Logan Kelly:                  Then there’s the cost of losing a person, or a company, right? So turnover, whether that’s a turnover on you’re ending a contract with a company, a provider, or losing a rep. And then, I think this is the big one, which is opportunity costs. I spend 40 hours a week at least just on client delivery, and then all the other stuff, the figuring out the tech stack. That’s happening when we’re not working on client stuff. So there’s a lot of time involved in figuring this out.

Logan Kelly:                  There’s a lot of time in, if there’s a person under your roof, you’re managing them. If there’s a person under your roof, there’s health insurance. There’s just a bunch of different things that the more people, the less flexibility you might have to really move nimbly.

Logan Kelly:                  On the other side, I guess, going down each one of these, if you’re training somebody, then you own that, right? That’s yours. If you’re buying the data, that’s yours. If you’re paying commission, it’s your success. Technology, you own it. Turnover, okay great, you’re controlling the hiring process. Resource allocation, they’re your resources that you’re allocating. You get to own that. So I think it’s definitely how much you want to own. So yeah. So I think those are where we’re looking, and then we’re kind of going into each one of those and saying, how does this shake out?

Chris Battis:                  Let’s do that. Because I think for each of these, at a high level, that makes sense. But for each of these, there’s some things there’s more than meets the eye, I guess I’d say.

Logan Kelly:                  Yeah. Absolutely.

Chris Battis:                  [crosstalk 00:07:39]. So let’s talk about training, right? So the first thing that comes to mind for me is, yeah, there’s onboarding, here’s your computer, here’s how you log into our systems, blah, blah, blah. But what about process changes? What about upkeeping the training materials themselves. Who’s doing this training? That’s a whole nother person.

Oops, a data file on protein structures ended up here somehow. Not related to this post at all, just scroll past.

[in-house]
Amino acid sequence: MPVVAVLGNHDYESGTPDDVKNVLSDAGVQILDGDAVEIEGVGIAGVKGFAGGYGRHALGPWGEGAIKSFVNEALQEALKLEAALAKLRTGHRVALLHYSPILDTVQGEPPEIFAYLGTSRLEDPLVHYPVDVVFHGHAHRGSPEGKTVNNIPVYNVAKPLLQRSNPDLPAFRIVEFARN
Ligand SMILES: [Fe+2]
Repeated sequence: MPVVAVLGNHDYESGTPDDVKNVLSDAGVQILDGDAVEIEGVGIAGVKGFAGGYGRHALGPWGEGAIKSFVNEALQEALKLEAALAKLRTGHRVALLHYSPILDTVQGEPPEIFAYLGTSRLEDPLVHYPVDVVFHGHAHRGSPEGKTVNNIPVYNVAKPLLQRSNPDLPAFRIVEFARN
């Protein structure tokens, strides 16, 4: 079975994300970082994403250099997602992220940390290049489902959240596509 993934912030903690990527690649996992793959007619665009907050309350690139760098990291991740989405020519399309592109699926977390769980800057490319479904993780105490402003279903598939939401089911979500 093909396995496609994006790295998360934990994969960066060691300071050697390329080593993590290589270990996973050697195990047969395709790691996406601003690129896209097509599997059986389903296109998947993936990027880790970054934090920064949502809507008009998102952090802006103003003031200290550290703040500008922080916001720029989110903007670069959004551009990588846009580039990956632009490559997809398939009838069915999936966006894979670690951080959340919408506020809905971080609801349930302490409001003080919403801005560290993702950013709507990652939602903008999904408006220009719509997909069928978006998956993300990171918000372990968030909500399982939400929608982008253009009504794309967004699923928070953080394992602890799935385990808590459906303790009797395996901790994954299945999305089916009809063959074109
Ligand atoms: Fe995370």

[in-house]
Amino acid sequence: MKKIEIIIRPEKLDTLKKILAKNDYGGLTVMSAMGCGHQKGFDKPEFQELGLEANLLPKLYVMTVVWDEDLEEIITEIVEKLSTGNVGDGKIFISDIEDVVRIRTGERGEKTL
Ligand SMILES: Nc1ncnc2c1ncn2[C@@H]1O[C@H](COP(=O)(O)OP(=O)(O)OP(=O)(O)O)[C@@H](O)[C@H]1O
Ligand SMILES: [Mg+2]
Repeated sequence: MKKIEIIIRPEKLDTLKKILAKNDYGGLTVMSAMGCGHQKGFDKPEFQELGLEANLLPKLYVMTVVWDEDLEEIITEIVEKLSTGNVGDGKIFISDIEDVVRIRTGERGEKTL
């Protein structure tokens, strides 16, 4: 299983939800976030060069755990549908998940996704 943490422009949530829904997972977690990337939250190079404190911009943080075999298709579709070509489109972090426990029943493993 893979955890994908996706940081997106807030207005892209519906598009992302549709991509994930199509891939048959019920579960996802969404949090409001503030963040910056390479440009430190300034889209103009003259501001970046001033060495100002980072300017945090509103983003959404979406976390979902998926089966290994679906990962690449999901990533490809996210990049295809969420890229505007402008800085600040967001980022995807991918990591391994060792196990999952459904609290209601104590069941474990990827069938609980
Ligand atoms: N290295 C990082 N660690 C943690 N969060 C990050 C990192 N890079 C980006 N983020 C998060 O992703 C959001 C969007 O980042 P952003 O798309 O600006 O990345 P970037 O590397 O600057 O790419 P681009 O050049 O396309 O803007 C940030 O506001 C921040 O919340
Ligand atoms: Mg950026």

Logan Kelly:                  Sure. Sure.

Chris Battis:                  There’s training teams at larger companies.

Logan Kelly:                  Larger companies, yeah.

Chris Battis:                  The manager is that… Regardless, someone is doing the training, and that effort is coming off of something else.

Logan Kelly:                  Yeah. So let’s keep it specifically to lead gen, sales development, that kind of thing. Right? I think one of the most difficult places where the ramp, we all talk about ramp, where the ramp comes is the understanding of a value proposition. Right? So how quickly, and this isn’t just the person who, is it the SDR, or is it your company doing the outreach? It’s the person who is, and this is like the most forgotten about person, right?

Logan Kelly:                  I get real frustrated when people are like, “Oh, I don’t care how the sausage is made.” Right? Well the sausage is what we’re fricking talking about. Right? So what data are you pulling together? How are you pulling that together? There’s training involved in that, and everybody in the organization needs to care. So I think when we talk about training, everybody focuses on training the rep, training the rep, training the rep, training with rep. What about the training of how are you stitching together the technology? How are you building lists? How are you targeting? How are you looking at data? Right? So that’s the thing that I think training is much more all encompassing than just I’m onboarding SDRs.

Chris Battis:                  I couldn’t agree more. Yeah.

Logan Kelly:                  It was a rant.

Chris Battis:                  It was a good rant. I love that. I love it. No, no, no, I was just sitting here pausing because I wasn’t sure if you were done. But I think you’re totally accurate. And this is the one thing I would add is there’s bandwidth associated with that training.

Logan Kelly:                  Exactly.

Chris Battis:                  And oftentimes, there’s costs, there’s content, there’s material, there’s testing, there’s updating. As the sausage gets made differently, there’s updating. We’ve seen it firsthand. Right? And then there’s a whole other thing with actually entering a damn order, right? Who knows what the system is, right? For example, anything from entering an order at HubSpot, I’ve heard it takes 45 minutes, or 20 whatever, 14, 15, it took a while. For somebody like a label manufacturer, what are the substrates, what are the colors, what’s the sizing, what’s the bleed? All that stuff, right? That’s all training too. It’s got to come from somewhere.

Logan Kelly:                  So yeah, exactly. Exactly. There’s systems. And yeah, I agree. I agree. You bring up a good point, right? Because the point I was making is, and this is a common problem for companies, right, so it’s like I was making a point like let’s keep it specifically to lead generation and sales development. But here’s the thing, right? So it’s like the SDR, right? All of a sudden they’re sitting there just making phone calls and sending emails all day. So couldn’t it be easy for them to assist the sales person in taking an order? Yeah. Okay. Now what’s your opportunity cost? Right?